Hispanic and Latino People Encounter Barriers to Quitting Successfully

The majority of people who smoke want to quit, and more than half of them try to do so each year. Among Hispanic adults who smoked cigarettes:

  • An estimated 67% report that they want to quit compared with 73% of Black, 68% of White, 70% of Asian, and 56% of American Indian/Alaska Native adults.50
  • An estimated 56% report attempting to quit in the past year compared with 63% of Black, 53% of White, and 69% of Asian adults.51
  • Hispanic adults quit smoking at similar rates to those of White adults and the overall population.50 Research shows that Hispanic people who smoke express high motivation to quit and can be motivated by the health effects that smoking can have on their children and family. Nevertheless, Hispanic people who smoke may try to quit without using cessation medication or counseling support.50,52

Proven treatments, such as FDA-approved medicines and behavioral counseling, make it more likely that people will quit smoking successfully. Hispanic/Latino people who smoke can run into barriers when trying to find and use these treatments.

  • In 2015, Hispanic adults who smoked were less likely to receive advice to quit from a healthcare professional than non-Hispanic white adults who smoked.50,53
  • In 2015, Hispanic adults who smoked were less likely to use any evidence-based treatment (counseling or medication) to quit than non-Hispanic white adults, though use of treatment varied by Hispanic subgroup.50,53
  • Fewer Hispanic adults who smoke have health insurance coverage than non-Hispanic white adults who smoke.53 This may help to explain differences between these groups in use of proven quit-smoking treatments.
  • The use of tobacco-cessation quitlines among Hispanic persons remains low, especially among those who speak Spanish.54

Connecting every person who wants to quit with treatment proven to help them quit for good is important for improving people’s health.

Examples of strategies that states and communities can use are:

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Provide barrier-free, widely promoted, coverage for all evidence-based cessation treatments by all types of health insurance.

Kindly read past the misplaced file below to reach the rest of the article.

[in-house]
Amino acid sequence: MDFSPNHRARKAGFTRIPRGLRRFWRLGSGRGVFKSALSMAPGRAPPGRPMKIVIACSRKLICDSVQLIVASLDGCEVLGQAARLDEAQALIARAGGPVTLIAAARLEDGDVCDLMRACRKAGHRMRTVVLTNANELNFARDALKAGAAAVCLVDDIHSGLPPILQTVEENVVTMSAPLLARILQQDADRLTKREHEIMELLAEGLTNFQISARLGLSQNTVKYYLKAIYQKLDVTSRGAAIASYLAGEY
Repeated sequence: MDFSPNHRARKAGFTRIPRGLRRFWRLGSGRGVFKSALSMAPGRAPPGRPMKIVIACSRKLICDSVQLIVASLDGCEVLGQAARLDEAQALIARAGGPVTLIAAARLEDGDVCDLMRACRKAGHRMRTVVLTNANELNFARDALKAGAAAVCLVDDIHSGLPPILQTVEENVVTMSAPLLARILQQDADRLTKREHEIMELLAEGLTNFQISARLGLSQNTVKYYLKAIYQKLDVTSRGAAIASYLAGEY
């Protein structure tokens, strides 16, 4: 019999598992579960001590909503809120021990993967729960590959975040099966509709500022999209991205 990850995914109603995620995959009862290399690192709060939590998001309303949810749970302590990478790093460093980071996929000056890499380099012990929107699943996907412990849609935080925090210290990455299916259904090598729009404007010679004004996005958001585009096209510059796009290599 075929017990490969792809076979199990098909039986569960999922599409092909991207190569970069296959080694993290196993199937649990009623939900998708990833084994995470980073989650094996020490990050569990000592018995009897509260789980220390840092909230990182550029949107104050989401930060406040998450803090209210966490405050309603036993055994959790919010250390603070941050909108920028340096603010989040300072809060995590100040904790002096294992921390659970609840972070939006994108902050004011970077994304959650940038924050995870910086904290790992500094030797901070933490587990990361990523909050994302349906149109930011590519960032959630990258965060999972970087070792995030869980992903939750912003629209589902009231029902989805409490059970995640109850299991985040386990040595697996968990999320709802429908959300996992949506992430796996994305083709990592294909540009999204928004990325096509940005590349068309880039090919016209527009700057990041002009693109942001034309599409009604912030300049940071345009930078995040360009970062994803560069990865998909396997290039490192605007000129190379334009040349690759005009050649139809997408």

For example, as of 2018, only 15 state Medicaid programs fully covered tobacco cessation (quitting) services for all enrollees in traditional Medicaid.53

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Integrate clinical screening and treatment for commercial tobacco* use in all healthcare settings and with all types of patients.
Community health centers and low-cost health clinics serve people who are more likely to use commercial tobacco products.56,57 Talking to people about commercial tobacco use and quitting as a regular part of healthcare visits in these settings will help make sure that all groups can get effective treatment to help them quit.

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Increase access to culturally tailored cessation services.
When it comes to health issues, one size does not fit all. Different people and communities have varying needs and make decisions in different ways. For example, Hispanic/Latino people may smoke intermittently or smoke less than 10 cigarettes per day.58 Different cessation strategies may be helpful for individuals with these smoking patterns.51 In addition, treatment approaches developed by and for Hispanic/Latino communities that build on cultural values and priorities may be helpful.59

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Share health messages that feature Hispanic/Latino people and their experiences.
Mass media campaigns are proven to increase smoking cessation, prevent tobacco use initiation, and reduce the prevalence of tobacco use.11,51 Anti-commercial tobacco messaging and mass media campaigns can feature testimonials from people from many racial and ethnic groups. CDC’s Tips From Former Smokers® (Tips®) is one example of a campaign that has done this. When Tips® was translated into Spanish, publicized on Spanish-language television, and included a phone number (1-855-DÉJELO-YA) that routed callers to state-specific Spanish language services, more Hispanic/Latinx people who smoke called to get advice on how to quit.59

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Support community-based delivery of tobacco cessation and prevention interventions.
Community-based intervention models can include promotores de salud/community health workers, charlas/community discussions, and trainer-of-trainers models.60 Such models can integrate community-specific cultural and linguistic elements for tailored outreach and education.60

*“Commercial tobacco” means harmful products that are made and sold by tobacco companies. It does not include “traditional tobacco” used by Indigenous groups for religious or ceremonial purposes.
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